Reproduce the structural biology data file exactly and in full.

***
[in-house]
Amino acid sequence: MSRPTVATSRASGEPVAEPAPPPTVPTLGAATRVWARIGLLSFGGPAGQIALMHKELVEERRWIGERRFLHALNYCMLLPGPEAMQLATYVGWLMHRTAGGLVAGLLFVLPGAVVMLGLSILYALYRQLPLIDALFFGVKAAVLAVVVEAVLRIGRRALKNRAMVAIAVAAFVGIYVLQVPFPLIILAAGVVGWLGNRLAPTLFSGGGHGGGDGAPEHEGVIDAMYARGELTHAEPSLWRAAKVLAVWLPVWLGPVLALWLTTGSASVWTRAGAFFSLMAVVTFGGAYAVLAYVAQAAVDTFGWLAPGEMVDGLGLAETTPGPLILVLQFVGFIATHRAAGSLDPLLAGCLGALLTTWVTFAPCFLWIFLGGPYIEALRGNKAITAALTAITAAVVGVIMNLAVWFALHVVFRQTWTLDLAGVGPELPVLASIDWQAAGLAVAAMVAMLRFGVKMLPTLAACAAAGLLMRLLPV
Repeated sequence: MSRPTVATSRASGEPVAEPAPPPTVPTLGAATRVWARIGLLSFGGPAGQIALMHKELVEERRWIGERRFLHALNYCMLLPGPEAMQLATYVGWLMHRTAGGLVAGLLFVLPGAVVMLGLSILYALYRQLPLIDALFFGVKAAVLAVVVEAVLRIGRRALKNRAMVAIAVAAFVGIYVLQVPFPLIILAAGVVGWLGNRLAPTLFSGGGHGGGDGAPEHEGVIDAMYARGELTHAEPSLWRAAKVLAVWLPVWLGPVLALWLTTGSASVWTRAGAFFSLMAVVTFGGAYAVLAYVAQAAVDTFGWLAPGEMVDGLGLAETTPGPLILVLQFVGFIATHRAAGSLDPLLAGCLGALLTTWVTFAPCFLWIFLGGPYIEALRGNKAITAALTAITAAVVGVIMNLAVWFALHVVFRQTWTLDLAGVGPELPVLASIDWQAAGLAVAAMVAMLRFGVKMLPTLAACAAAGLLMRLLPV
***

[in-house]
Amino acid sequence: MSRPTVATSRASGEPVAEPAPPPTVPTLGAATRVWARIGLLSFGGPAGQIALMHKELVEERRWIGERRFLHALNYCMLLPGPEAMQLATYVGWLMHRTAGGLVAGLLFVLPGAVVMLGLSILYALYRQLPLIDALFFGVKAAVLAVVVEAVLRIGRRALKNRAMVAIAVAAFVGIYVLQVPFPLIILAAGVVGWLGNRLAPTLFSGGGHGGGDGAPEHEGVIDAMYARGELTHAEPSLWRAAKVLAVWLPVWLGPVLALWLTTGSASVWTRAGAFFSLMAVVTFGGAYAVLAYVAQAAVDTFGWLAPGEMVDGLGLAETTPGPLILVLQFVGFIATHRAAGSLDPLLAGCLGALLTTWVTFAPCFLWIFLGGPYIEALRGNKAITAALTAITAAVVGVIMNLAVWFALHVVFRQTWTLDLAGVGPELPVLASIDWQAAGLAVAAMVAMLRFGVKMLPTLAACAAAGLLMRLLPV
Repeated sequence: MSRPTVATSRASGEPVAEPAPPPTVPTLGAATRVWARIGLLSFGGPAGQIALMHKELVEERRWIGERRFLHALNYCMLLPGPEAMQLATYVGWLMHRTAGGLVAGLLFVLPGAVVMLGLSILYALYRQLPLIDALFFGVKAAVLAVVVEAVLRIGRRALKNRAMVAIAVAAFVGIYVLQVPFPLIILAAGVVGWLGNRLAPTLFSGGGHGGGDGAPEHEGVIDAMYARGELTHAEPSLWRAAKVLAVWLPVWLGPVLALWLTTGSASVWTRAGAFFSLMAVVTFGGAYAVLAYVAQAAVDTFGWLAPGEMVDGLGLAETTPGPLILVLQFVGFIATHRAAGSLDPLLAGCLGALLTTWVTFAPCFLWIFLGGPYIEALRGNKAITAALTAITAAVVGVIMNLAVWFALHVVFRQTWTLDLAGVGPELPVLASIDWQAAGLAVAAMVAMLRFGVKMLPTLAACAAAGLLMRLLPV